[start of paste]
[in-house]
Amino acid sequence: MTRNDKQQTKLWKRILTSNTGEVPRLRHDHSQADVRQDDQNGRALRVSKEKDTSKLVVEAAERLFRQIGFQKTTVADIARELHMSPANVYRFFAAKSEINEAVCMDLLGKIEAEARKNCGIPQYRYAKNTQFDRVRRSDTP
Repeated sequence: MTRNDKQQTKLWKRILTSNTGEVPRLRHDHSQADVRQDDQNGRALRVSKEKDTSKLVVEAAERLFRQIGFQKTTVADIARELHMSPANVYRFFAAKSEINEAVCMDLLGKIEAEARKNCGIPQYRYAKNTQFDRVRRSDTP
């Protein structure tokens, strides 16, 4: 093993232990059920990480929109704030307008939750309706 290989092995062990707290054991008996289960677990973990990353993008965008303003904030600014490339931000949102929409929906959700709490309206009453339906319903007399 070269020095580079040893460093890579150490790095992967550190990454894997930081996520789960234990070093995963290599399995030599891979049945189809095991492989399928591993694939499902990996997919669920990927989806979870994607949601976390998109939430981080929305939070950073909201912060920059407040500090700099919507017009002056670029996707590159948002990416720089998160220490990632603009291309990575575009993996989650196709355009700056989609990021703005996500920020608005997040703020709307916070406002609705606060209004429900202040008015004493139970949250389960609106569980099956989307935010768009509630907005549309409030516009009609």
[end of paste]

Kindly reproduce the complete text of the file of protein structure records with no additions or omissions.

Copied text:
[in-house]
Amino acid sequence: MTRNDKQQTKLWKRILTSNTGEVPRLRHDHSQADVRQDDQNGRALRVSKEKDTSKLVVEAAERLFRQIGFQKTTVADIARELHMSPANVYRFFAAKSEINEAVCMDLLGKIEAEARKNCGIPQYRYAKNTQFDRVRRSDTP
Repeated sequence: MTRNDKQQTKLWKRILTSNTGEVPRLRHDHSQADVRQDDQNGRALRVSKEKDTSKLVVEAAERLFRQIGFQKTTVADIARELHMSPANVYRFFAAKSEINEAVCMDLLGKIEAEARKNCGIPQYRYAKNTQFDRVRRSDTP
């Protein structure tokens, strides 16, 4: 093993232990059920990480929109704030307008939750309706 290989092995062990707290054991008996289960677990973990990353993008965008303003904030600014490339931000949102929409929906959700709490309206009453339906319903007399 070269020095580079040893460093890579150490790095992967550190990454894997930081996520789960234990070093995963290599399995030599891979049945189809095991492989399928591993694939499902990996997919669920990927989806979870994607949601976390998109939430981080929305939070950073909201912060920059407040500090700099919507017009002056670029996707590159948002990416720089998160220490990632603009291309990575575009993996989650196709355009700056989609990021703005996500920020608005997040703020709307916070406002609705606060209004429900202040008015004493139970949250389960609106569980099956989307935010768009509630907005549309409030516009009609």